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ULM’s Johnston offers tips on improving credit scores

Published May 2, 2017

University of Louisiana Monroe Professor of Economics Tammy Johnston, Ph.D., has shared her expertise on credit scores in an article written for wallethub.com. Here are Johnston’s comments in Ask the Experts.



Tammy Johnston, Ph.D.

Professor of Economics at University of Louisiana Monroe

Ask The Experts

Improving one’s credit score is a different process for everyone, depending on one’s circumstances and spending habits. For advice on doing so and insight into faulty consumer thinking, wallethub.com asked a panel of experts to share their thoughts.


What tips do you have for a person trying to increase their credit score in a short amount of time? 



First, check your credit report. From the credit report, you can ascertain what might be causing the issue. For many people, it is a habit of paying late. Payment history typically makes up about 35% of the calculation of the credit score. 

If you see an error, you can begin a process of disputing the error. However, realize that disputing an error is not going to be a quick process. 

To obtain and maintain a higher credit score, you need to:

  • Pay on time. This means really on time. Not a day late. Some people have the attitude that as long as they don't receive a late notice in the mail -- they are ok. This is not accurate. The late mark shows on your credit report every month that you pay late. Pay early and you'll have no worries. 
  • Don't overuse your credit. Part of your credit score is your utilization of available credit, around 10% utilization is optimal. That is, if your credit card has a $5,000 credit limit you should never charge more than $500 during a billing month. And you should pay off the full amount by the due date.
  • Have an installment loan (such as car loan or mortgage) that you pay consistently on time. You don't need to have an installment loan always. If you pay off your car or house that is fantastic -- don't rush to buy something new or bigger just to get another loan. But, over time, have an installment loan history.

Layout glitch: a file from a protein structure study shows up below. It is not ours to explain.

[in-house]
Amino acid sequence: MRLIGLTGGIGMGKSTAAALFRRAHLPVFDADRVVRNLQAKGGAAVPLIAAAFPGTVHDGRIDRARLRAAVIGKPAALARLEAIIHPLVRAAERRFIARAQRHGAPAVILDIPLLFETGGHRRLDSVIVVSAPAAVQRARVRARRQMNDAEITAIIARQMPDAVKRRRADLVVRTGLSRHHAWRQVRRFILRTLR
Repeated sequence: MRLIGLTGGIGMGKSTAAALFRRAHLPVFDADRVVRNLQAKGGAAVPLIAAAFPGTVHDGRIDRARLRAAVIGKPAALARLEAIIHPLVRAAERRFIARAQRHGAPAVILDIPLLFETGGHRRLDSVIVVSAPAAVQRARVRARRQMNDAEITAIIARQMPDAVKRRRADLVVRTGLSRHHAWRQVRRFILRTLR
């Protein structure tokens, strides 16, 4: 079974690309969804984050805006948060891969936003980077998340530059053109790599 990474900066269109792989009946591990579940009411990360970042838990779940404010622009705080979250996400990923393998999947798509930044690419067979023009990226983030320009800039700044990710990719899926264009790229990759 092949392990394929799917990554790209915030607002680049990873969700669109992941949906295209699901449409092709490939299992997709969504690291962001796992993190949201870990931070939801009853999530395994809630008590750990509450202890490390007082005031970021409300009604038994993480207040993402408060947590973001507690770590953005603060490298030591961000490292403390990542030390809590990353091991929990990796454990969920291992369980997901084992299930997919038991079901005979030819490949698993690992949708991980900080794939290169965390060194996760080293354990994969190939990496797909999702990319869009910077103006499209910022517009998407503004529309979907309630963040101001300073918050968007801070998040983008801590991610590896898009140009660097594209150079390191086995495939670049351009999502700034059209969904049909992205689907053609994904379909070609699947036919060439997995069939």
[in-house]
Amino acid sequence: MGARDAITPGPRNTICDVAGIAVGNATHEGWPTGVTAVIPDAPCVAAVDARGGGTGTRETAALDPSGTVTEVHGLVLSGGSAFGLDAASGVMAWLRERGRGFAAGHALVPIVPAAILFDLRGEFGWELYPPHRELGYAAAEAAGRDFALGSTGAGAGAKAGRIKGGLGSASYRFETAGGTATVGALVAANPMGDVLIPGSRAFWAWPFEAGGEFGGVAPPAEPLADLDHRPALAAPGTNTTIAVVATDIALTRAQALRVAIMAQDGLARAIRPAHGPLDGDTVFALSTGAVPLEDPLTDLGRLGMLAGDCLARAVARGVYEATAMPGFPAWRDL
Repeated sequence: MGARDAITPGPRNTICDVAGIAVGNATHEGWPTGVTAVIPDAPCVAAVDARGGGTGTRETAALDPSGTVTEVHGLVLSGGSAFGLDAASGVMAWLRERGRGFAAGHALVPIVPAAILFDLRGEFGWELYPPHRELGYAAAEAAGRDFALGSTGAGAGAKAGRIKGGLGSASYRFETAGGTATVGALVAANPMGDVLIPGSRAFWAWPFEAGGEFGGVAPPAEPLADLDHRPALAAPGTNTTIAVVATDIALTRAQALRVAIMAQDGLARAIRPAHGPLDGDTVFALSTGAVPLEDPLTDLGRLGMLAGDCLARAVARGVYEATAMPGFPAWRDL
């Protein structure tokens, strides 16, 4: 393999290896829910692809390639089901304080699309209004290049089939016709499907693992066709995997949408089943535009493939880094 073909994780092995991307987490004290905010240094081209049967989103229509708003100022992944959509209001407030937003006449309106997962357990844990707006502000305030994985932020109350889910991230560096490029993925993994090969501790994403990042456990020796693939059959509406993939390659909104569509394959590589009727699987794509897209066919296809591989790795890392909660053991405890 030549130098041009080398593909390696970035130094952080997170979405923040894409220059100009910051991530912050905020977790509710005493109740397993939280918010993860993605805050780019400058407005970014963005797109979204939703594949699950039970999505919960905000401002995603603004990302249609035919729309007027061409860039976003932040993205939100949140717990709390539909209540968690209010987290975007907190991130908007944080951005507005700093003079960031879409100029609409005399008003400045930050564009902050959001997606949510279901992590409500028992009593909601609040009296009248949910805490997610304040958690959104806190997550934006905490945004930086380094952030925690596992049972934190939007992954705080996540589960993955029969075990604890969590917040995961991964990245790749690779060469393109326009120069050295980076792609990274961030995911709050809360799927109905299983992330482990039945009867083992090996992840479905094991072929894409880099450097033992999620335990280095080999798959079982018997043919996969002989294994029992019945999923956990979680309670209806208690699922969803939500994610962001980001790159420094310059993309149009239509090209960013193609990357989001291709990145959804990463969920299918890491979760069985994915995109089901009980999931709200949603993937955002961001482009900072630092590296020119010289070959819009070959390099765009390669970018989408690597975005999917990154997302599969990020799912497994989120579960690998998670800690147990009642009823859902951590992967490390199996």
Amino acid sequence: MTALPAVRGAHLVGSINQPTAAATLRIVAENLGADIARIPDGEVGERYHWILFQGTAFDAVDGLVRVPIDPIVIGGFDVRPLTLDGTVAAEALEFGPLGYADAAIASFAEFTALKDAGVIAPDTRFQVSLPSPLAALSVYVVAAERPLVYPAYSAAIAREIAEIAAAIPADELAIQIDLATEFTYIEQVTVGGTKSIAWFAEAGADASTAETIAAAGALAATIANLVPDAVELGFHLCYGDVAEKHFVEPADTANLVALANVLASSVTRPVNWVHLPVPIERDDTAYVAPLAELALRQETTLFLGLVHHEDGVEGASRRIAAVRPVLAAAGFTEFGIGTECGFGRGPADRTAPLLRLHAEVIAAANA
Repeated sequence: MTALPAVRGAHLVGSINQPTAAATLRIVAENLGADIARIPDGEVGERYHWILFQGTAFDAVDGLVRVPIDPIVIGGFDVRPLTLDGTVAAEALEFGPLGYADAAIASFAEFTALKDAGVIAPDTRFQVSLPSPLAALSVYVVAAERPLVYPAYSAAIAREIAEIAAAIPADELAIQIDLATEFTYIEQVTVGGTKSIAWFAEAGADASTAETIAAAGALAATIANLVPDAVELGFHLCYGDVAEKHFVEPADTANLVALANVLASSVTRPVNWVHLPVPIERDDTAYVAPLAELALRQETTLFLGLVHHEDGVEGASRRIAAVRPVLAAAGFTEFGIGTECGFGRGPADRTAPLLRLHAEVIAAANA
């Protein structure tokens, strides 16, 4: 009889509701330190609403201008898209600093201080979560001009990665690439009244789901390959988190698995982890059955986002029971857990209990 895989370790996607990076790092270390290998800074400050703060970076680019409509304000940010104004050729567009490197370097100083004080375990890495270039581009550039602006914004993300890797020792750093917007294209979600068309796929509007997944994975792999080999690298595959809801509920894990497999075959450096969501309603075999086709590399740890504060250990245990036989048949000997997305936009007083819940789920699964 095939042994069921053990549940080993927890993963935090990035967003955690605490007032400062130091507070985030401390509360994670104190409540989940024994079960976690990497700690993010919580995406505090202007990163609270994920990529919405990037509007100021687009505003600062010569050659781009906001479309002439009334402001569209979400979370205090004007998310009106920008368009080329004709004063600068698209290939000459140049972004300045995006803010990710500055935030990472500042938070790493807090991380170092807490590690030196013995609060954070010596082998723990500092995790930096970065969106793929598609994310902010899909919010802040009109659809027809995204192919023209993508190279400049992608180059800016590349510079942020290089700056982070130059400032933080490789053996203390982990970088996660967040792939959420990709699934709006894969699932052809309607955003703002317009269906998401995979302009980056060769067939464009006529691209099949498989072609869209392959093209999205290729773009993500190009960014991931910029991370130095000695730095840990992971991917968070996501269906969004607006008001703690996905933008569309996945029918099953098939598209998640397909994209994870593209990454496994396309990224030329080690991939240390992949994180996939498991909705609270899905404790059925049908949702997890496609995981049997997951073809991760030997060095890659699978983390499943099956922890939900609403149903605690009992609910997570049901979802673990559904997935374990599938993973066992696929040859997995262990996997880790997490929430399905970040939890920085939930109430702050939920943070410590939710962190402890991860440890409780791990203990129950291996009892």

• Don't open new credit accounts. Opening a new account will temporarily bring your score down (approximately, for 3-6 months and it can drop your score by 15-30 points easily).
  • Consider the types of credit you have: long term versus short term; revolving accounts such as credit cards versus installment accounts such as car loans and student loans. Ideally, you want a variety in your credit history.


What are some commonly held misperceptions about how credit scores are calculated? 

Having a high income does not affect your credit score directly. Someone with a high income that over uses credit and pays late will have a low credit score. So, being rich doesn't decide your credit rating. Your credit rating comes from how you manage what you have. 

Which is the best way for a young person to build credit

Get a credit card (a secured card if necessary) to start building a credit history. Use the credit card to buy gas / small purchases each month and pay off the entire amount each month. Also, keep the amount to 10% of the credit limit. So, if the credit limit is $1,000, only charge / pay off $100 each month. Do not run a balance. Do not overuse the credit card. Do not pay late.